SEADRIFT - Sometimes, Charlie and Coy Kouba wondered how on earth they'd finish all 264-plus miles of the Texas Water Safari.
"There were several times throughout the course of the race where, 'Oh we're definitely going to make it,'" Coy Kouba said. "And then six hours later, it'd be like, 'Man, how are we going to get through this?'"
Pain and exhaustion told the Koubas - piloting boat No. 1402, named Still Crazy - to quit the grueling canoe race multiple times.
They were crazy enough to keep going, and now they're finishers.
"You've got to be crazy to want to do this. Everybody I talk to, my friends, they're like, 'What? 260 miles non-stop? 100 hours? Why?'" Coy Kouba said. "I don't know why. You get to spend some quality time with Dad here."
Charlie, 69, and son Coy, 45, crossed the line in Seadrift at 8:44 a.m. Wednesday for a time of 95 hours and 44 minutes. It was the first Water Safari finish for the duo, which entered last year's race but dropped out.
It didn't matter to the Koubas that they were the final boat to complete the 2015 Water Safari. Waiting at the finish line for the men were family members, a pair of plaques and the coveted finisher patches.
"A lot of people would kill for this patch," Victoria resident Ken Startz told the Koubas after they climbed out of the water.
Startz finished the race in a tandem canoe with John Valdivia on Monday and came back to Seadrift on Wednesday to support Victoria resident Charlie and Houston resident Coy.
Startz finished in 50 hours, right about the time aches and hallucinations set in for the Koubas along the Guadalupe River.
"When you start out still crazy, like the name of our boat, it only gets worse," Charlie Kouba said.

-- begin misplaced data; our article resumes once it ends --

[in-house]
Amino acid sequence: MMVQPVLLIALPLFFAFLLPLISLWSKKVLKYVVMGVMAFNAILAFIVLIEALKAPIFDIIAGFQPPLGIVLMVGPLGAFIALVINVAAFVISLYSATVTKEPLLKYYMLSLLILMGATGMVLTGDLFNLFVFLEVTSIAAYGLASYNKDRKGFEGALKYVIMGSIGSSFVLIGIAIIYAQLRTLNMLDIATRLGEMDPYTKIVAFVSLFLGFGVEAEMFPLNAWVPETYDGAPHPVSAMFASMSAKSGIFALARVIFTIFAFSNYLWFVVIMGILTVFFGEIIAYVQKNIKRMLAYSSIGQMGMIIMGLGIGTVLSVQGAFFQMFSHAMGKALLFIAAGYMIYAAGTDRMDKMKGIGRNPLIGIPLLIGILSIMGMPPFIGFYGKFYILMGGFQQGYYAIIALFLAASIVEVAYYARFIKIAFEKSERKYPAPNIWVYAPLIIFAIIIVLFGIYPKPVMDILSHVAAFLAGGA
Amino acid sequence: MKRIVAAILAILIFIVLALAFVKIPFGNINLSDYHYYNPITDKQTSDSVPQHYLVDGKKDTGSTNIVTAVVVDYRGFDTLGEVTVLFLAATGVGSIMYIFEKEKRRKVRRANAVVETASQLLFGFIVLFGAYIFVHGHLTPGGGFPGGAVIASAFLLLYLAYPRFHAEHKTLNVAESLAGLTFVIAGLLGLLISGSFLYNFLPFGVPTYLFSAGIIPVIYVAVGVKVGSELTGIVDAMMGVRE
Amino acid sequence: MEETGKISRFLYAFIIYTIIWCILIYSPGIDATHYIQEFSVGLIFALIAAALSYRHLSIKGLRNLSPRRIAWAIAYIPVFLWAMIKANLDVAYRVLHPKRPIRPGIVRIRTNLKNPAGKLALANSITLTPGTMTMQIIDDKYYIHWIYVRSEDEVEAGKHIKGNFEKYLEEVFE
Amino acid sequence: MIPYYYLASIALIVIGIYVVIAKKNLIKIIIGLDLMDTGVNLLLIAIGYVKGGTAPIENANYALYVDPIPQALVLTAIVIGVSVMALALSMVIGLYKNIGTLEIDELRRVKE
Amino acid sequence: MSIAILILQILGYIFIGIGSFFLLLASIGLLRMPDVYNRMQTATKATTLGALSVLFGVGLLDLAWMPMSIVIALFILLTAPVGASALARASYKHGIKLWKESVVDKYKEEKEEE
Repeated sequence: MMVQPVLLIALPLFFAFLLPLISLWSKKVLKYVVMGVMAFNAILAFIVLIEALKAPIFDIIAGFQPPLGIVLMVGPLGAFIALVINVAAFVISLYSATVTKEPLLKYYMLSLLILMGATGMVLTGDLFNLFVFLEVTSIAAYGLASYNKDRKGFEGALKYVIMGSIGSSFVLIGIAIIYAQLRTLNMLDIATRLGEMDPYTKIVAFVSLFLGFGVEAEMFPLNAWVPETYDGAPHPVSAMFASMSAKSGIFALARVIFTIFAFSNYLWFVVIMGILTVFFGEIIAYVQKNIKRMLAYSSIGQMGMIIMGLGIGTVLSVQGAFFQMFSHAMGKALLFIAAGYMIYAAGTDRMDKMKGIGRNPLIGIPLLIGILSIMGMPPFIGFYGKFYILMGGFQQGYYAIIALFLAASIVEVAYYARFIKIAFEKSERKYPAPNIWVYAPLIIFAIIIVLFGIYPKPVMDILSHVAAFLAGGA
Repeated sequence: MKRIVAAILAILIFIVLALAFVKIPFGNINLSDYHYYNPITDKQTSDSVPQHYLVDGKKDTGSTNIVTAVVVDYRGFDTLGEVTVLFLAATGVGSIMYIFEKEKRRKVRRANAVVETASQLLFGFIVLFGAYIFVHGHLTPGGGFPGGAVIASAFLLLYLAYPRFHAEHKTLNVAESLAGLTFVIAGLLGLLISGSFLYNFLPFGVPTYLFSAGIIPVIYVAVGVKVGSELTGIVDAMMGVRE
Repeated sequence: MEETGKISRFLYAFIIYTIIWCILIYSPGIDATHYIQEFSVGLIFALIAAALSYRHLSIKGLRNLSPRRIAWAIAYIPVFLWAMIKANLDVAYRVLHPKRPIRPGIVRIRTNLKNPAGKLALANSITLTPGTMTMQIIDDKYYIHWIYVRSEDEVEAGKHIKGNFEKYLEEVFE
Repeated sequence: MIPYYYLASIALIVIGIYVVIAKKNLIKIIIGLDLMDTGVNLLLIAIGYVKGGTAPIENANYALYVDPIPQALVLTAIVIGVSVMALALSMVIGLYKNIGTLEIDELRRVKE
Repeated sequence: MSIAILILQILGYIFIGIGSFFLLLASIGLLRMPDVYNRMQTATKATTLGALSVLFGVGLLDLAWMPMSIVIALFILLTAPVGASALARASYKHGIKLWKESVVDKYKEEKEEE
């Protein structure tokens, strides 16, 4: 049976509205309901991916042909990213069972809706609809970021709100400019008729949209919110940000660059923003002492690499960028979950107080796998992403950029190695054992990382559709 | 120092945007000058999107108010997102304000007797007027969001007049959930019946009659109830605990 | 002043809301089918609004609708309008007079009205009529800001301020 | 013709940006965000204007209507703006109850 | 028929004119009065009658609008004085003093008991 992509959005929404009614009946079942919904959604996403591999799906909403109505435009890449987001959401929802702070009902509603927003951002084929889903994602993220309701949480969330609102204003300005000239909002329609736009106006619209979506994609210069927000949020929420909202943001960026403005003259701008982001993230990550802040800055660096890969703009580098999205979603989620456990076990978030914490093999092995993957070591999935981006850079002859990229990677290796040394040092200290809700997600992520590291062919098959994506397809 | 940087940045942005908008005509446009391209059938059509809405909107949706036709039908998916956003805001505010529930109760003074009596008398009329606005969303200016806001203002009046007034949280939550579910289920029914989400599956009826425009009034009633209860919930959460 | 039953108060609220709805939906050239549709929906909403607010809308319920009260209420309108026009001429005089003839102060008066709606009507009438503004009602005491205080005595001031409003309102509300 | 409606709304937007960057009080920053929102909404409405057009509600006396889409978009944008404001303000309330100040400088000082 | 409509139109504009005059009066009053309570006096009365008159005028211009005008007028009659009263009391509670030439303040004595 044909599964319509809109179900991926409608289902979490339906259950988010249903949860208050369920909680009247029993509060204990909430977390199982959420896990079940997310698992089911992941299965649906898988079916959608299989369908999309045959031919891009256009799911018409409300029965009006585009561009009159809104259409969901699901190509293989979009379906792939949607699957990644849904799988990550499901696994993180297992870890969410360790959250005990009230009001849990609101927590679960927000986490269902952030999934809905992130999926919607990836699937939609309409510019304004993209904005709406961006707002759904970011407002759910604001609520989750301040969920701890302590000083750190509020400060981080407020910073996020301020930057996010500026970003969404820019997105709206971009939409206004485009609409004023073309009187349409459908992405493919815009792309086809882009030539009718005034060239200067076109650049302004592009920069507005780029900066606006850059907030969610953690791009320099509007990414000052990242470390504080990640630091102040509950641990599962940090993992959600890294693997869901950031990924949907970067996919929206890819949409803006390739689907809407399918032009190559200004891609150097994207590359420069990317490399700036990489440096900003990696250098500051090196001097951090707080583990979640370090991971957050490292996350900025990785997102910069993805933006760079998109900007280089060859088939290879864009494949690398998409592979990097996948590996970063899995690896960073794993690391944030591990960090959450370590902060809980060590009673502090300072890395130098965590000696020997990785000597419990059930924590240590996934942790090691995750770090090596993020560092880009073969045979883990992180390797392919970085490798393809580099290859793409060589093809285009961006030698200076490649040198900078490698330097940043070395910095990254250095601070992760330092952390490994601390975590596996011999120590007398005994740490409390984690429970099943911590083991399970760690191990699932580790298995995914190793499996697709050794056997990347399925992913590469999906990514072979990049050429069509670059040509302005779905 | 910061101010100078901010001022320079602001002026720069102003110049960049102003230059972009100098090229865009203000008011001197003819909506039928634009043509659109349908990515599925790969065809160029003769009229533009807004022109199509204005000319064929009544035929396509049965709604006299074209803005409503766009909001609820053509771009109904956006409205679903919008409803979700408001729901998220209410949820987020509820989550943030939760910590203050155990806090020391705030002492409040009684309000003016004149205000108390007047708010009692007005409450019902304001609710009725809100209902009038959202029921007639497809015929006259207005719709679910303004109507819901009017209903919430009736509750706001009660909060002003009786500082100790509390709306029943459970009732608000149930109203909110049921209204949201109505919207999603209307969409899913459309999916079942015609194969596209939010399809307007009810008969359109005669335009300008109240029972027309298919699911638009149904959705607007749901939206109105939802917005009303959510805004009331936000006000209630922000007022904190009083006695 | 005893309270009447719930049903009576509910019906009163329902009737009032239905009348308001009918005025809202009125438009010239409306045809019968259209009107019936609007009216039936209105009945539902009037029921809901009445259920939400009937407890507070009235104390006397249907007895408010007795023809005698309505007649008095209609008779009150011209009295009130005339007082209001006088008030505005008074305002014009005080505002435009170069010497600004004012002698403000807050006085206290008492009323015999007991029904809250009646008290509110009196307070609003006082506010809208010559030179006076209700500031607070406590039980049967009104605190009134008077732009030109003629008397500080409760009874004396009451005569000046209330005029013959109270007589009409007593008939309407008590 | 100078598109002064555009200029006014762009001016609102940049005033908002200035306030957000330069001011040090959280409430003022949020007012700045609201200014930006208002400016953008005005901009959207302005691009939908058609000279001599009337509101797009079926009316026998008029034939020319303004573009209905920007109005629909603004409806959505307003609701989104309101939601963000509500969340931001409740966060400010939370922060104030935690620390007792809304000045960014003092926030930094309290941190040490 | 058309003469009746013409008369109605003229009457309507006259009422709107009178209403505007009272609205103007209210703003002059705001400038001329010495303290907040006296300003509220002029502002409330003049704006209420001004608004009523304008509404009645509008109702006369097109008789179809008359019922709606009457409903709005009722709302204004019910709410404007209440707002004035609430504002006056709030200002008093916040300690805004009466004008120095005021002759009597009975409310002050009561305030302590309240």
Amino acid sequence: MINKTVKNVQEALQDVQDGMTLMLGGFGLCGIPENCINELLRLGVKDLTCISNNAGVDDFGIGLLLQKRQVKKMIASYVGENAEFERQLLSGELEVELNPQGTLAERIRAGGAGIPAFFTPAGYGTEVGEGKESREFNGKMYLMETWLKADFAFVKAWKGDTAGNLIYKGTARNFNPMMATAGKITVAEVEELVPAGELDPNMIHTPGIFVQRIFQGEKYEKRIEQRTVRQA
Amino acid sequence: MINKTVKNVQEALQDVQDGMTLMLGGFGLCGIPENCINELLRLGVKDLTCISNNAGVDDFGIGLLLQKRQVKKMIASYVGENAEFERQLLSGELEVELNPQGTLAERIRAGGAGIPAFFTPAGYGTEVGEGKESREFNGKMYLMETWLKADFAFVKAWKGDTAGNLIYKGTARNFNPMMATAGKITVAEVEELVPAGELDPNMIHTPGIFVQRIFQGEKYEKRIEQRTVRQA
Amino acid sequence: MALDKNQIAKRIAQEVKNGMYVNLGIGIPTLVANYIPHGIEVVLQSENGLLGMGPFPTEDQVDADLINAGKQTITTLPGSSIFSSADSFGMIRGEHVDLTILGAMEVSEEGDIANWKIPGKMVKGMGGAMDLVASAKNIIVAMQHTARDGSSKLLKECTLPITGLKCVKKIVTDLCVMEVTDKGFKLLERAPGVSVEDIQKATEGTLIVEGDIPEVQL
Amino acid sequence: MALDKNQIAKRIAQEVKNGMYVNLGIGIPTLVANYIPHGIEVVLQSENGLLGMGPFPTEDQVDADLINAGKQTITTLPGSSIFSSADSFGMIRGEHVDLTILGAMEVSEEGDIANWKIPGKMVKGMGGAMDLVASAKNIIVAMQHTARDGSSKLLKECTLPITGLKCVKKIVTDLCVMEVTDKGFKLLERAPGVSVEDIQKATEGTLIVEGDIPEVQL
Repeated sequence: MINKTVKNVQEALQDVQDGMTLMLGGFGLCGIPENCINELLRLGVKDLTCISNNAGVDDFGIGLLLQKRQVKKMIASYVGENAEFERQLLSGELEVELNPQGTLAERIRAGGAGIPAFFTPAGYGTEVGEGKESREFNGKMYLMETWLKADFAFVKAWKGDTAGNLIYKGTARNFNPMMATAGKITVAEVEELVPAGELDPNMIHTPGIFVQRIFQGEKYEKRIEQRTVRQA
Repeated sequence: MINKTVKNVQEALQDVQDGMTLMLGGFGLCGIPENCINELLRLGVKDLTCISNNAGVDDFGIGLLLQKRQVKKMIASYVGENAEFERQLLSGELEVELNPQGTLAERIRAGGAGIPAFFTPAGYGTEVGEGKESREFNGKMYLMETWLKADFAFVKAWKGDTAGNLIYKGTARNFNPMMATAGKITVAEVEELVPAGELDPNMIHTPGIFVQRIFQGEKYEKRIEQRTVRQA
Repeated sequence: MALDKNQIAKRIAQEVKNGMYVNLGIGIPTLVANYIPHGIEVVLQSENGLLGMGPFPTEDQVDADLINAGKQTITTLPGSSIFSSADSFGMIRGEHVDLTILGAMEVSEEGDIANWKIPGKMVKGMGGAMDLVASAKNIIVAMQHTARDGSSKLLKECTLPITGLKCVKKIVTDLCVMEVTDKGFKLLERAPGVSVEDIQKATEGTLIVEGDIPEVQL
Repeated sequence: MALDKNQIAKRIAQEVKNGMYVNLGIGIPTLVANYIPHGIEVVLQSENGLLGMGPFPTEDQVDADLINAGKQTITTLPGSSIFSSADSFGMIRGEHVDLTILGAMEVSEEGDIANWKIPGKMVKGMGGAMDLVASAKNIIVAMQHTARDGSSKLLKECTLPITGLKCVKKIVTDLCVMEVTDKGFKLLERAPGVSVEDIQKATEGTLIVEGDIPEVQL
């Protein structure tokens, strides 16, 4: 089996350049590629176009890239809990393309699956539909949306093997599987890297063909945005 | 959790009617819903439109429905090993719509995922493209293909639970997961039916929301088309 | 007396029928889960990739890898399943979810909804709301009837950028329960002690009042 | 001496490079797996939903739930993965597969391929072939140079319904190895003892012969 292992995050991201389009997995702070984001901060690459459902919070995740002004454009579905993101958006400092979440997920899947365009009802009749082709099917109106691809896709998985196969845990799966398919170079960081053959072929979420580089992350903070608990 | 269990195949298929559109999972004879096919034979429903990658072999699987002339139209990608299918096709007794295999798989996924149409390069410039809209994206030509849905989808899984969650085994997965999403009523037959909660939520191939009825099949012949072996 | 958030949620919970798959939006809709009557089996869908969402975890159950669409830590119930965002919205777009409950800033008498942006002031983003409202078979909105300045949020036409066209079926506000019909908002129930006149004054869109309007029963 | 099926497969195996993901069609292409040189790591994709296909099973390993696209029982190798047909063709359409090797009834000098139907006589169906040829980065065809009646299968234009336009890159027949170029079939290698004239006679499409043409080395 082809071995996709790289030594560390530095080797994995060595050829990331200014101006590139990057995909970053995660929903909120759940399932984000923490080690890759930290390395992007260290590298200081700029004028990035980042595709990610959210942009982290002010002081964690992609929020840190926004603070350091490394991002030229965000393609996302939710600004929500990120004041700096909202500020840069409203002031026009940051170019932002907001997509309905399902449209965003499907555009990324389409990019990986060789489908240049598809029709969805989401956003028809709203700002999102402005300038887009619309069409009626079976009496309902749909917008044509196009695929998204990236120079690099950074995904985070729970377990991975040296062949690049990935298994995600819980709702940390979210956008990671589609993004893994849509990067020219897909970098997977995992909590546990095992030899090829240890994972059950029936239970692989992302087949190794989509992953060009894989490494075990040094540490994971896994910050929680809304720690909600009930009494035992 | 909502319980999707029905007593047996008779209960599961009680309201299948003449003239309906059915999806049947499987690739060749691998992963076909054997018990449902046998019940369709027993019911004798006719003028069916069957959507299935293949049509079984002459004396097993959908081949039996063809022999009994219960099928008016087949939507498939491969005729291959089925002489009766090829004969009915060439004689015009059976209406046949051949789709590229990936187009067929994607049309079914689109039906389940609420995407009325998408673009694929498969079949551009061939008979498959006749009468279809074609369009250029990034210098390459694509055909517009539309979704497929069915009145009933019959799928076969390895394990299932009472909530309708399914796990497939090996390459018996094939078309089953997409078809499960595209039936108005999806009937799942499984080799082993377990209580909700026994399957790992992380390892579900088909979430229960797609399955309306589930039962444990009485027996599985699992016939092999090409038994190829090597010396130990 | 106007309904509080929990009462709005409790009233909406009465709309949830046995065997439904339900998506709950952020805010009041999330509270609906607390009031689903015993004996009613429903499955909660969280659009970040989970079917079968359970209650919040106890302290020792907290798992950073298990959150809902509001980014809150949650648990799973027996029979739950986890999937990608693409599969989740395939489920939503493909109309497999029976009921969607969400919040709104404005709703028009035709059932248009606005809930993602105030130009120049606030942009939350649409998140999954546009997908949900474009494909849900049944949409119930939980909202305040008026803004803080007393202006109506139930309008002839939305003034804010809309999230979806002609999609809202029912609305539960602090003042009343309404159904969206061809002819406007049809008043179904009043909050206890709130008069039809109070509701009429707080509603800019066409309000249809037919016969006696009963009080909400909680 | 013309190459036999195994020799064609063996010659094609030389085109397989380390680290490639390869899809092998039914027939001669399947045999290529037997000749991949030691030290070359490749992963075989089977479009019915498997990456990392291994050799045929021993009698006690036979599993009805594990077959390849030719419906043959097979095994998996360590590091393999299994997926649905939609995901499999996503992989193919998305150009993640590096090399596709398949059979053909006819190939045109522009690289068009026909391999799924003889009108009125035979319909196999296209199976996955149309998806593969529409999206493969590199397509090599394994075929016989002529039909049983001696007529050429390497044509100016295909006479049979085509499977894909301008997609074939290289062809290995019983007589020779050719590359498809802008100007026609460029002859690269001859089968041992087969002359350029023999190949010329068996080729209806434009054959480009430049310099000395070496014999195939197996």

The swift water and rapids in the upriver sections had the Koubas dog-tired by the race's midpoint.
"What's really cool, especially on like day two or three, at night, when it gets closer to dark and you're in the river and there's big trees, you see things in the trees that aren't really there," Coy Kouba said.
There's a reason the Victoria boat ramp checkpoint at the 200-mile mark is nicknamed Hallucination Alley.
"Your mind starts to play tricks on you," Coy Kouba said. "It's really cool trying to see what you can spot along the river banks as night approaches."
Team captain Tony Kouba, who endured the same sleep deprivation as the rowers, was asked at how many points he felt concerned for Charlie and Coy.
"How many checkpoints are there?" Tony Kouba asked.
Eleven or 12, he was told.
"I had about 12 concerns," Tony Kouba joked. "There were a couple places there that I had a little concern, but I knew, I had the confidence in them that they would finish."
For checkpoint No. 12 - the finish line in the open bay waters of Seadrift - the Koubas had to adapt when their plan of attack fell through.
"We were trying to hit the window for the calmer bay, from 4 in the morning to 7," Charlie Kouba said.
The Koubas didn't reach the bay until past that point; the waves had gotten choppier then. They paddled, walked a little and did everything they could to get Still Crazy to the end.
"This guy did a super job," Charlie said of his son.
"So did you," Coy replied back.
The father paused for a moment.
"I'm glad we did it," Charlie said.
"I am so glad we did this," Coy added. "I'll never forget it. It's been awesome."